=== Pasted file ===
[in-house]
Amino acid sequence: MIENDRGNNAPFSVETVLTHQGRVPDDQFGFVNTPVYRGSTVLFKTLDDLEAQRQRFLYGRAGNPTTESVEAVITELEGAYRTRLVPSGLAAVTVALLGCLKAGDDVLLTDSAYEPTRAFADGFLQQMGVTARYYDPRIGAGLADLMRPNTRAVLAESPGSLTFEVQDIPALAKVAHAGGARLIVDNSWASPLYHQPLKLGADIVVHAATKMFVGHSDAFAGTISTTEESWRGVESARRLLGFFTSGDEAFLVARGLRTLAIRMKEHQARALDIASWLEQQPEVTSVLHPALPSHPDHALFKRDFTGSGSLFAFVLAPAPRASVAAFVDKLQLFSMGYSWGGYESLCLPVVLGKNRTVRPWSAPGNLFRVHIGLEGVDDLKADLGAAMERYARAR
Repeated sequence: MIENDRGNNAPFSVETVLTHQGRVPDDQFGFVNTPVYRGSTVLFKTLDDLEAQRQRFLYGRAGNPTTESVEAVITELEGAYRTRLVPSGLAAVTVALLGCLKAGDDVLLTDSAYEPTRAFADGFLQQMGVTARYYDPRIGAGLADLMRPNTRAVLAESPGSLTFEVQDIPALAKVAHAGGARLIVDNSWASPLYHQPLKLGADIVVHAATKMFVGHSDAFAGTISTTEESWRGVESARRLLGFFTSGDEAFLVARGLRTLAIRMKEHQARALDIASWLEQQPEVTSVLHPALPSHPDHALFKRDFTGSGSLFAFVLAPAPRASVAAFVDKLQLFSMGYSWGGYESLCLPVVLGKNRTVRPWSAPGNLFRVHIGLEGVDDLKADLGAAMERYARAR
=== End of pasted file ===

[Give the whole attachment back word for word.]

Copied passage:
[in-house]
Amino acid sequence: MIENDRGNNAPFSVETVLTHQGRVPDDQFGFVNTPVYRGSTVLFKTLDDLEAQRQRFLYGRAGNPTTESVEAVITELEGAYRTRLVPSGLAAVTVALLGCLKAGDDVLLTDSAYEPTRAFADGFLQQMGVTARYYDPRIGAGLADLMRPNTRAVLAESPGSLTFEVQDIPALAKVAHAGGARLIVDNSWASPLYHQPLKLGADIVVHAATKMFVGHSDAFAGTISTTEESWRGVESARRLLGFFTSGDEAFLVARGLRTLAIRMKEHQARALDIASWLEQQPEVTSVLHPALPSHPDHALFKRDFTGSGSLFAFVLAPAPRASVAAFVDKLQLFSMGYSWGGYESLCLPVVLGKNRTVRPWSAPGNLFRVHIGLEGVDDLKADLGAAMERYARAR
Repeated sequence: MIENDRGNNAPFSVETVLTHQGRVPDDQFGFVNTPVYRGSTVLFKTLDDLEAQRQRFLYGRAGNPTTESVEAVITELEGAYRTRLVPSGLAAVTVALLGCLKAGDDVLLTDSAYEPTRAFADGFLQQMGVTARYYDPRIGAGLADLMRPNTRAVLAESPGSLTFEVQDIPALAKVAHAGGARLIVDNSWASPLYHQPLKLGADIVVHAATKMFVGHSDAFAGTISTTEESWRGVESARRLLGFFTSGDEAFLVARGLRTLAIRMKEHQARALDIASWLEQQPEVTSVLHPALPSHPDHALFKRDFTGSGSLFAFVLAPAPRASVAAFVDKLQLFSMGYSWGGYESLCLPVVLGKNRTVRPWSAPGNLFRVHIGLEGVDDLKADLGAAMERYARAR